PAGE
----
By Guy Spriggs
Because of incomplete or partial data, it can be hard to calculate accurate approximations important to scientific work such as medical research. When human subjects quit clinical trials, what do researchers and statisticians do with incomplete results when trying to estimate survival probability?
Statistics professor Mai Zhou’s new book, “Empirical Likelihood Method in Survival Analysis,” aims to answer these questions by applying a new principle to data approximation dealing with duration.
“Empirical likelihood is a relatively new method. I’ve been fascinated by this method since the terminology was invented in 2001,” Zhou explained. Since then, he has been on leave twice to collaborate with partners and been awarded two research grants from the National Science Foundation for work leading toward his book.
As Zhou explains, likelihood is an old method for statistics. However, likelihood requires the assumption of a model, which can affect calculations by forcing them into a preexisting pattern. “There are so many distribution families in statistics, so if you assume a bell-shaped curve or some other family, you may get a completely different answer,” he said.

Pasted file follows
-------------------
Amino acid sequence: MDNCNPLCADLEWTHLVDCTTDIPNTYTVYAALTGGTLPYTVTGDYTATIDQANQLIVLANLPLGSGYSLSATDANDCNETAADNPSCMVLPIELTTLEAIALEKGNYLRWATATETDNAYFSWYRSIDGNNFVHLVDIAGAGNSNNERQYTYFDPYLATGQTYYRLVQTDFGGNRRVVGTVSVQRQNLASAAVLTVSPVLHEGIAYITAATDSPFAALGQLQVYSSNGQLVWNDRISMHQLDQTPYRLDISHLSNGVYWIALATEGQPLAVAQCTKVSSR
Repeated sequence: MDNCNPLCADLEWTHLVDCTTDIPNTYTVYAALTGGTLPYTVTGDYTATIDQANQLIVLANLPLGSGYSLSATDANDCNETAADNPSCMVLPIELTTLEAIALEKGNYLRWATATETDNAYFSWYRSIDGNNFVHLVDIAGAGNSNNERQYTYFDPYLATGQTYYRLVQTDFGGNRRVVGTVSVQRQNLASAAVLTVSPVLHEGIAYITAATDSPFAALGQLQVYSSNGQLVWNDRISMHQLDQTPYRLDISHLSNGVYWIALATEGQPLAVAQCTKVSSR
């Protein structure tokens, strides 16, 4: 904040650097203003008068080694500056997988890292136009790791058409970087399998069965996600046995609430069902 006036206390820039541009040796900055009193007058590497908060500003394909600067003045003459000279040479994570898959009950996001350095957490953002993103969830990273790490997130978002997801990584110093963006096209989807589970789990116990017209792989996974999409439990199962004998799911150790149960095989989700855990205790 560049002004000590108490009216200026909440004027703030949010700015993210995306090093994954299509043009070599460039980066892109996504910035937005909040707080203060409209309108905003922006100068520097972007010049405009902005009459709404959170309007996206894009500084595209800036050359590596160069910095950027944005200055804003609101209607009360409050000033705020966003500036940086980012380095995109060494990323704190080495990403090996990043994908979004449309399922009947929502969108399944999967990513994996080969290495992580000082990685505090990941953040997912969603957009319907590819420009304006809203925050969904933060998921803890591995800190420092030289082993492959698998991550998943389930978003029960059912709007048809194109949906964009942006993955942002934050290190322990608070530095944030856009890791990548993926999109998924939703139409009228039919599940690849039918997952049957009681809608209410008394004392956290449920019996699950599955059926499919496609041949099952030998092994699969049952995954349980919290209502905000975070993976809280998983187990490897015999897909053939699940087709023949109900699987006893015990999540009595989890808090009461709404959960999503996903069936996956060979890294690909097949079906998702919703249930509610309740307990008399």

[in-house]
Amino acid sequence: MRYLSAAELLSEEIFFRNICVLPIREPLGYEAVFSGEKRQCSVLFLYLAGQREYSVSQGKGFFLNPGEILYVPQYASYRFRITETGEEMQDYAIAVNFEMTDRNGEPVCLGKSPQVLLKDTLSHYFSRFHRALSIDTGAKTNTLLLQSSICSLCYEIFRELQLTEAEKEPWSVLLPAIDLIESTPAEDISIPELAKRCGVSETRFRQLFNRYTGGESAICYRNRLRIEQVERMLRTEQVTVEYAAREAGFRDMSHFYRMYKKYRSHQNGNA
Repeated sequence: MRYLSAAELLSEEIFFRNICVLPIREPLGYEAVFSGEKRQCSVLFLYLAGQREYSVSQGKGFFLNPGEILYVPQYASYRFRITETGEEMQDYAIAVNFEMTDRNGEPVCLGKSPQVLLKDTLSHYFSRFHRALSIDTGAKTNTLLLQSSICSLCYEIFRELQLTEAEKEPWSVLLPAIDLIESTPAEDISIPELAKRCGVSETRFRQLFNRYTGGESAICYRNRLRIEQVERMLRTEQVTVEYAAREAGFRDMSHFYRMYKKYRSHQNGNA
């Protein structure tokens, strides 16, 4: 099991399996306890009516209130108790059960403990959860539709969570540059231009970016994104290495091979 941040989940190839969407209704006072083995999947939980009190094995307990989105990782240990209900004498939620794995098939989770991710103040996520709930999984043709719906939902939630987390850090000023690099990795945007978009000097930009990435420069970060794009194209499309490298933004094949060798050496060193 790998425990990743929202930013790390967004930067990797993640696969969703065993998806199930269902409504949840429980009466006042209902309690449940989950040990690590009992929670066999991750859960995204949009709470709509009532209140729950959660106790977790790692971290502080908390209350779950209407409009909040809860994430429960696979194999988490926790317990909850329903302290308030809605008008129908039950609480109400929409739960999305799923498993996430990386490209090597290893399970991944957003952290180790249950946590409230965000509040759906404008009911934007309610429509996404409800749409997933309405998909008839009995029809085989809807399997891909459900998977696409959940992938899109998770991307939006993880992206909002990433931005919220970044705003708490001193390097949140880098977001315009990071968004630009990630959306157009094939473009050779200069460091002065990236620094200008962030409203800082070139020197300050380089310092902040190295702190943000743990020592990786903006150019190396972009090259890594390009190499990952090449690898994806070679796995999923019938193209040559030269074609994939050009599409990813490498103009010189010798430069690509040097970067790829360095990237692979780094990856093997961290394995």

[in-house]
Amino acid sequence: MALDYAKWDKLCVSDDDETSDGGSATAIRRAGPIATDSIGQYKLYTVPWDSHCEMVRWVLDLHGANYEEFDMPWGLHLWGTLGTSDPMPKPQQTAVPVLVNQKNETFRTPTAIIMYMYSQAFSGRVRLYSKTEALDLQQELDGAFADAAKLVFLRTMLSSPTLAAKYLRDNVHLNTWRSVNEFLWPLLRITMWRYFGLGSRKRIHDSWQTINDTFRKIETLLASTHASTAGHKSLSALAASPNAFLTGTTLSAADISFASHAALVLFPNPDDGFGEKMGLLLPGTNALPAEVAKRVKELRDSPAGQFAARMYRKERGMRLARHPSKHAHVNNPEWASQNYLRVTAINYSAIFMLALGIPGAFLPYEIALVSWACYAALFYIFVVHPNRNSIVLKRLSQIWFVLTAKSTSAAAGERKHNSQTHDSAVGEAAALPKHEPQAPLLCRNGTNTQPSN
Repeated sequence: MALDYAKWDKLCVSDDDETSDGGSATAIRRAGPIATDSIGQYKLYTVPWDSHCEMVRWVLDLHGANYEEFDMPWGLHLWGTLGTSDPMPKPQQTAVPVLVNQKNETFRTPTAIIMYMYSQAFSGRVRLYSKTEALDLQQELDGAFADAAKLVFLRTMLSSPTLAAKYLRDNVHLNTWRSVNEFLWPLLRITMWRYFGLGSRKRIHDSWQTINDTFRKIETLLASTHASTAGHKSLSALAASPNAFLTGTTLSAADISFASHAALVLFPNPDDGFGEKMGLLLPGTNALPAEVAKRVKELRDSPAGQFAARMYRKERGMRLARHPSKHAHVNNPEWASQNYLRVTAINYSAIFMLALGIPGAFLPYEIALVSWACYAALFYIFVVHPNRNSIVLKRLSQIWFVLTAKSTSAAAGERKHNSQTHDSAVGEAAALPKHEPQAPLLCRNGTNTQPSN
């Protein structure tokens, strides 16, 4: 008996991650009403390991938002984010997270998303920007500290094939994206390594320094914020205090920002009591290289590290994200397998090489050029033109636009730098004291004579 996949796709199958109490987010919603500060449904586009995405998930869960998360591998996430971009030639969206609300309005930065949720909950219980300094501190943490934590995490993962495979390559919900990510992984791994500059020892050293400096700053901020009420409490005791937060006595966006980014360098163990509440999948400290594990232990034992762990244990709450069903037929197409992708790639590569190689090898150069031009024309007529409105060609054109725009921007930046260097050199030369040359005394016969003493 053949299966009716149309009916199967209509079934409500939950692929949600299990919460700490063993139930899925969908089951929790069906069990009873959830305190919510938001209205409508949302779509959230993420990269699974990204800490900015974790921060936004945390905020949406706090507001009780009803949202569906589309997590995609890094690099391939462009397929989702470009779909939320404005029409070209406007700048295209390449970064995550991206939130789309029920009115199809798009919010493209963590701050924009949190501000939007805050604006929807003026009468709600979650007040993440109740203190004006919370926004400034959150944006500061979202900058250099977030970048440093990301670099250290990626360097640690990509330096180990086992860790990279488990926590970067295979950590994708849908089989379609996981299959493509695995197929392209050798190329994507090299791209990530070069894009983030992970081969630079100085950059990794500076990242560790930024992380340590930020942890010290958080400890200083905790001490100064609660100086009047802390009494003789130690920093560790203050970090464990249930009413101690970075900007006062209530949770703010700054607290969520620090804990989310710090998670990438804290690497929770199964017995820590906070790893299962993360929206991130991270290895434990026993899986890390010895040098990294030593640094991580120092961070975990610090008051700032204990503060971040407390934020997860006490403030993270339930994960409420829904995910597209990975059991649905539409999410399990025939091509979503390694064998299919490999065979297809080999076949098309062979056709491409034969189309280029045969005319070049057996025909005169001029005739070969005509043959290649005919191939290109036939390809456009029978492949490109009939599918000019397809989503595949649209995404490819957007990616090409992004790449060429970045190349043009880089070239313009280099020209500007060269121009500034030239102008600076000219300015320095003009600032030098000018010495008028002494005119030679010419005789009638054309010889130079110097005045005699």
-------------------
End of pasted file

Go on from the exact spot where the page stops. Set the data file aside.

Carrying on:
But the empirical likelihood approach is a non-parametric method, meaning it doesn’t assume any specific model. “Empirical likelihood takes the advantage of the likelihood method but makes it so you don’t have to assume a particular shape,” said Zhou. “This method gets rid of the choice and adapts to whatever shape is underlying the data itself. It’s still providing an approximation, but it’s a better approximation.”
He not only believes that empirical likelihood offers better, more accurate calculations, but also says the method is easier because it relies on new computer power to do most of the work. “You can make variations without having to recalculate everything. It doesn’t have a very transparent formula, but you can let the computer do the dirty work,” he explained. An integral part of Zhou’s book is “emplik,” a software package he helped develop over the last 15 years which is now offered to the public.
Now that his book has been published, Zhou hopes the approach he outlines will be adopted as the default method by the SAS Institute in future versions of their industry-standard analytics software suite.